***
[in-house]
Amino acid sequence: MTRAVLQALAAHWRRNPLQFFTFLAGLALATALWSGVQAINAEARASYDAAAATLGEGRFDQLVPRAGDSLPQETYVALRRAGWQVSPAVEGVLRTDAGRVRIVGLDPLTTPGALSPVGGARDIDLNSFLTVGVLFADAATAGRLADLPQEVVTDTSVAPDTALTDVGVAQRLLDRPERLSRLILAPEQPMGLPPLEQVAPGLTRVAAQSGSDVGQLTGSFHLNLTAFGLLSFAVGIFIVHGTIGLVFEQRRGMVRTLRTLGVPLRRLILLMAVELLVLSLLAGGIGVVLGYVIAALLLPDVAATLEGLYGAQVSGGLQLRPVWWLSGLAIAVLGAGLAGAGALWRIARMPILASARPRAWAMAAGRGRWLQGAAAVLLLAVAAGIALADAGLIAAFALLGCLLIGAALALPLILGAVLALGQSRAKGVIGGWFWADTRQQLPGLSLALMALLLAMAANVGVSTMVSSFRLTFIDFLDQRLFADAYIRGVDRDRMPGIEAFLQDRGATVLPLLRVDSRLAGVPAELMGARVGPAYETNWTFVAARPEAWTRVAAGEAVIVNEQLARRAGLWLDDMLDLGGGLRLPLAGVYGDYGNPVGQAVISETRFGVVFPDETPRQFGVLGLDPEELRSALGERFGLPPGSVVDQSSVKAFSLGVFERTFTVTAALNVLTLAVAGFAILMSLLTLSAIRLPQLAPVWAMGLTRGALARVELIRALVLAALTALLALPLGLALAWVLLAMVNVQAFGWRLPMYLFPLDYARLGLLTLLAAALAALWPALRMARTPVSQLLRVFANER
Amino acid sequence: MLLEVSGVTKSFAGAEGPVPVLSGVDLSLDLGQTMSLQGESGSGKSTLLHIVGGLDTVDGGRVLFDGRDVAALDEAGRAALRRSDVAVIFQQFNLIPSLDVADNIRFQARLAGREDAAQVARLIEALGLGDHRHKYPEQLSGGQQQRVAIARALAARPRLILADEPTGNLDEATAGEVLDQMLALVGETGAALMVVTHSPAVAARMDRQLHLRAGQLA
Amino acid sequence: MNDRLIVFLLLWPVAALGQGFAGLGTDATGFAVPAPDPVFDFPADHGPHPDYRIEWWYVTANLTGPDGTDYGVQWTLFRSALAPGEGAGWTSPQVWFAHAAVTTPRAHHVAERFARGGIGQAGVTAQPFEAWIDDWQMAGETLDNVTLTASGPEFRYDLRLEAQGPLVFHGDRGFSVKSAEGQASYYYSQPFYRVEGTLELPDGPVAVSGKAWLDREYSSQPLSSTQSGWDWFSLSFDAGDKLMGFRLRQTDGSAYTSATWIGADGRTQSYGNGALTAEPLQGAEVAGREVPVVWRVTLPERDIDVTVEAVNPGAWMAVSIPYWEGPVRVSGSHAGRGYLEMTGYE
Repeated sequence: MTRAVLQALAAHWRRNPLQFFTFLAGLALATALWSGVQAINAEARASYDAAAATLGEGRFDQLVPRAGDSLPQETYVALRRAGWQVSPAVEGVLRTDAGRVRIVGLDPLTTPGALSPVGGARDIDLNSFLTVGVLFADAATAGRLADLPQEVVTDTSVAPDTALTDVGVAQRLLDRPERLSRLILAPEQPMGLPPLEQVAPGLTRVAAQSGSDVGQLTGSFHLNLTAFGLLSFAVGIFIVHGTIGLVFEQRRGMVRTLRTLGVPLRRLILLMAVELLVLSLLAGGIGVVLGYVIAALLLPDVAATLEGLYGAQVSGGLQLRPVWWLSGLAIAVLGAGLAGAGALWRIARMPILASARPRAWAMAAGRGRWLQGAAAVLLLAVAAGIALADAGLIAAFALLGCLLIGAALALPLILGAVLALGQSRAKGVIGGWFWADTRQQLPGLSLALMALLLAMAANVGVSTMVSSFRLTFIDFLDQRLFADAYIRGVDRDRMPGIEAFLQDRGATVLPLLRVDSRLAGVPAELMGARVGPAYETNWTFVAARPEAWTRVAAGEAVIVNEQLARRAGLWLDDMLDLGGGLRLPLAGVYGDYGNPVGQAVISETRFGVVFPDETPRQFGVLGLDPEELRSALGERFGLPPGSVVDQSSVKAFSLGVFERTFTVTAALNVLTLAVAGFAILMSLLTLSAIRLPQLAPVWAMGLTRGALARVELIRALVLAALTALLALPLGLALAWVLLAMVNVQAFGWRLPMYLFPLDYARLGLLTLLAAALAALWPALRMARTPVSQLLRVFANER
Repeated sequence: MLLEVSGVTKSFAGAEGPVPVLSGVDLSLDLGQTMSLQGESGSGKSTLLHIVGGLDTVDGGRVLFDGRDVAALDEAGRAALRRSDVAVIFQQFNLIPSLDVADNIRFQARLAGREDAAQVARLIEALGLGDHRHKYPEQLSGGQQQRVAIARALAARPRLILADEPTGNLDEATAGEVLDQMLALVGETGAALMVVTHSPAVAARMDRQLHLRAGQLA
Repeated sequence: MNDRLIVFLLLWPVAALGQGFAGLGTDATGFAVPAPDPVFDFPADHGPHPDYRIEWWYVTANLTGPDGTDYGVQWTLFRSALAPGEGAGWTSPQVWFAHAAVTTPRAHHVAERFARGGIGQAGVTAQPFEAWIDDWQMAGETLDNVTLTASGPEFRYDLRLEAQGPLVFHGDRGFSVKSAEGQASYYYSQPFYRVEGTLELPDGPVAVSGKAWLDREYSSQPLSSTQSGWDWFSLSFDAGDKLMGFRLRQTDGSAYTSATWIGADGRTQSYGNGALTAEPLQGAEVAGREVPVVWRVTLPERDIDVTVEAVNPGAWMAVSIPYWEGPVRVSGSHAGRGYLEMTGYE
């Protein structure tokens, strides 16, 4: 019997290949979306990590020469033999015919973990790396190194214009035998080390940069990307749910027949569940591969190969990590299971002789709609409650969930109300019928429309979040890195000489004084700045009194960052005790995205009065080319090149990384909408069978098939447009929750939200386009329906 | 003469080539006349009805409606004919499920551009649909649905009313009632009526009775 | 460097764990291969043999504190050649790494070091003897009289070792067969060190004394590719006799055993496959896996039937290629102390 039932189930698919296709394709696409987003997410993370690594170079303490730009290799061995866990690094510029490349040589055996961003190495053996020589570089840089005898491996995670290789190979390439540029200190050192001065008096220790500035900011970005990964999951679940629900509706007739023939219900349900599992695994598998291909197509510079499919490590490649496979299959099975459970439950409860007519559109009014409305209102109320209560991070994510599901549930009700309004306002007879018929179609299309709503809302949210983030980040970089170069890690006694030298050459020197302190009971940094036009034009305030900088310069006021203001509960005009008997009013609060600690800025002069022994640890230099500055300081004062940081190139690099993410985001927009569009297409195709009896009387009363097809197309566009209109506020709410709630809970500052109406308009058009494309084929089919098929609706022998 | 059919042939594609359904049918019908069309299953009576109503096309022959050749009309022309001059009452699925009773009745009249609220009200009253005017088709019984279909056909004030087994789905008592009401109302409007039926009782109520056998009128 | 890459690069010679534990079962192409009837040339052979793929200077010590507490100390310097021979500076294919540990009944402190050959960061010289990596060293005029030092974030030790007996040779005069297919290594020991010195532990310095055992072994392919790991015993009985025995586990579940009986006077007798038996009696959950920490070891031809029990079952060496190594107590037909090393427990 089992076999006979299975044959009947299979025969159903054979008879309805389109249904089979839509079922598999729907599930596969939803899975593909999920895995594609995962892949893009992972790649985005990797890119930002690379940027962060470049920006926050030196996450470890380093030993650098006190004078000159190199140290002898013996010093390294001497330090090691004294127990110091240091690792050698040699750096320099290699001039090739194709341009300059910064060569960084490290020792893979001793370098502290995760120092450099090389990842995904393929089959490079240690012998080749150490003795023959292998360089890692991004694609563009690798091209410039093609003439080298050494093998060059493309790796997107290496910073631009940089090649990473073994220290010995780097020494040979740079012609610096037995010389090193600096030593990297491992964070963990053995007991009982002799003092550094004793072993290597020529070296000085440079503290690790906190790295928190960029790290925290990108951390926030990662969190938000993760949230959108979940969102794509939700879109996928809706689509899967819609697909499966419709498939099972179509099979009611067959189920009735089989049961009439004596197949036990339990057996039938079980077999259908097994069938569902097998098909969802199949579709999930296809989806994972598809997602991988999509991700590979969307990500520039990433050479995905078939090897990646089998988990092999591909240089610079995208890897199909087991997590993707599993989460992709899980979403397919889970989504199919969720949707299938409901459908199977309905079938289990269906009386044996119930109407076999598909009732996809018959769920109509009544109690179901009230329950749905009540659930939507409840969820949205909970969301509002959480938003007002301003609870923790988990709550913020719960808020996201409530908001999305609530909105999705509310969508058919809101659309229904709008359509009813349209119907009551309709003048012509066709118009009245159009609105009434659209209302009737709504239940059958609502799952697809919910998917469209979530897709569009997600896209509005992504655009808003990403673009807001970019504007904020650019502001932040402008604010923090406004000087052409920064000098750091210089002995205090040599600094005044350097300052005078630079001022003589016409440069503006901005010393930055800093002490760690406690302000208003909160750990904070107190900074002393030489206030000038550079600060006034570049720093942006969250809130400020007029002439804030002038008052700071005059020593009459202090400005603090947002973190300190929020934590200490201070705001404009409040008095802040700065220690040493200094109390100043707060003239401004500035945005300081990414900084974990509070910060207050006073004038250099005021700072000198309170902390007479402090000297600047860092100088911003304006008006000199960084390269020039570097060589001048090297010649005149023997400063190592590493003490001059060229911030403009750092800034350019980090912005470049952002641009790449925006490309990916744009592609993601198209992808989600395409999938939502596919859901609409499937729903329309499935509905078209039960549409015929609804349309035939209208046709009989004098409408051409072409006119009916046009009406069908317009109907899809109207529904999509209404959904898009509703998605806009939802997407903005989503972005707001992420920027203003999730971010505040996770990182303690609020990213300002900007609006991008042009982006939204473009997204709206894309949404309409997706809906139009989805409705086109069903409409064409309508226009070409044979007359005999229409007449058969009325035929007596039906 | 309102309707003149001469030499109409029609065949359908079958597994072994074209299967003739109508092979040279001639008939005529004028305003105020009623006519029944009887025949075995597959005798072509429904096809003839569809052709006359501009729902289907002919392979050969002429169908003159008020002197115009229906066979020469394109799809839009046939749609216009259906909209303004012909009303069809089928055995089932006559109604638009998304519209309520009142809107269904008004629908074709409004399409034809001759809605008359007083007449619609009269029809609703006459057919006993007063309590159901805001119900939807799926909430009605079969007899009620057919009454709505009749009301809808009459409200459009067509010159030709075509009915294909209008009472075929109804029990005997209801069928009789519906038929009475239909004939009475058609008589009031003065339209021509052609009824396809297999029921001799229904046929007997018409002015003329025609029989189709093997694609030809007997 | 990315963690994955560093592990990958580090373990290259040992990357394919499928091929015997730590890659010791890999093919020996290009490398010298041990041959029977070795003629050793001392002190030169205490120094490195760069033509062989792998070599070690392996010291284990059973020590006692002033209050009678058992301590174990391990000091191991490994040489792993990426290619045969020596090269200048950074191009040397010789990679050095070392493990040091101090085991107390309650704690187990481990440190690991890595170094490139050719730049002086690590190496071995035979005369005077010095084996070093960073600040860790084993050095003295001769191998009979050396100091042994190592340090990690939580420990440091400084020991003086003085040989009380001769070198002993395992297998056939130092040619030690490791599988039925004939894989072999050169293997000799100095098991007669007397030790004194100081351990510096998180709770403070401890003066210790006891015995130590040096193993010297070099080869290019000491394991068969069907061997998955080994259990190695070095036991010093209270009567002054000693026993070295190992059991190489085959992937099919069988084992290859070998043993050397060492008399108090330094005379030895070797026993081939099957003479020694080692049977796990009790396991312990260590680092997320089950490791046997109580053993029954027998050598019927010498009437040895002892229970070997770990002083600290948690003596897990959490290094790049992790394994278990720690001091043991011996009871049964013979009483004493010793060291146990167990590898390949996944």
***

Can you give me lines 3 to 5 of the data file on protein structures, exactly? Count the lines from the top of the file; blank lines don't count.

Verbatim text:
Amino acid sequence: MLLEVSGVTKSFAGAEGPVPVLSGVDLSLDLGQTMSLQGESGSGKSTLLHIVGGLDTVDGGRVLFDGRDVAALDEAGRAALRRSDVAVIFQQFNLIPSLDVADNIRFQARLAGREDAAQVARLIEALGLGDHRHKYPEQLSGGQQQRVAIARALAARPRLILADEPTGNLDEATAGEVLDQMLALVGETGAALMVVTHSPAVAARMDRQLHLRAGQLA
Amino acid sequence: MNDRLIVFLLLWPVAALGQGFAGLGTDATGFAVPAPDPVFDFPADHGPHPDYRIEWWYVTANLTGPDGTDYGVQWTLFRSALAPGEGAGWTSPQVWFAHAAVTTPRAHHVAERFARGGIGQAGVTAQPFEAWIDDWQMAGETLDNVTLTASGPEFRYDLRLEAQGPLVFHGDRGFSVKSAEGQASYYYSQPFYRVEGTLELPDGPVAVSGKAWLDREYSSQPLSSTQSGWDWFSLSFDAGDKLMGFRLRQTDGSAYTSATWIGADGRTQSYGNGALTAEPLQGAEVAGREVPVVWRVTLPERDIDVTVEAVNPGAWMAVSIPYWEGPVRVSGSHAGRGYLEMTGYE
Repeated sequence: MTRAVLQALAAHWRRNPLQFFTFLAGLALATALWSGVQAINAEARASYDAAAATLGEGRFDQLVPRAGDSLPQETYVALRRAGWQVSPAVEGVLRTDAGRVRIVGLDPLTTPGALSPVGGARDIDLNSFLTVGVLFADAATAGRLADLPQEVVTDTSVAPDTALTDVGVAQRLLDRPERLSRLILAPEQPMGLPPLEQVAPGLTRVAAQSGSDVGQLTGSFHLNLTAFGLLSFAVGIFIVHGTIGLVFEQRRGMVRTLRTLGVPLRRLILLMAVELLVLSLLAGGIGVVLGYVIAALLLPDVAATLEGLYGAQVSGGLQLRPVWWLSGLAIAVLGAGLAGAGALWRIARMPILASARPRAWAMAAGRGRWLQGAAAVLLLAVAAGIALADAGLIAAFALLGCLLIGAALALPLILGAVLALGQSRAKGVIGGWFWADTRQQLPGLSLALMALLLAMAANVGVSTMVSSFRLTFIDFLDQRLFADAYIRGVDRDRMPGIEAFLQDRGATVLPLLRVDSRLAGVPAELMGARVGPAYETNWTFVAARPEAWTRVAAGEAVIVNEQLARRAGLWLDDMLDLGGGLRLPLAGVYGDYGNPVGQAVISETRFGVVFPDETPRQFGVLGLDPEELRSALGERFGLPPGSVVDQSSVKAFSLGVFERTFTVTAALNVLTLAVAGFAILMSLLTLSAIRLPQLAPVWAMGLTRGALARVELIRALVLAALTALLALPLGLALAWVLLAMVNVQAFGWRLPMYLFPLDYARLGLLTLLAAALAALWPALRMARTPVSQLLRVFANER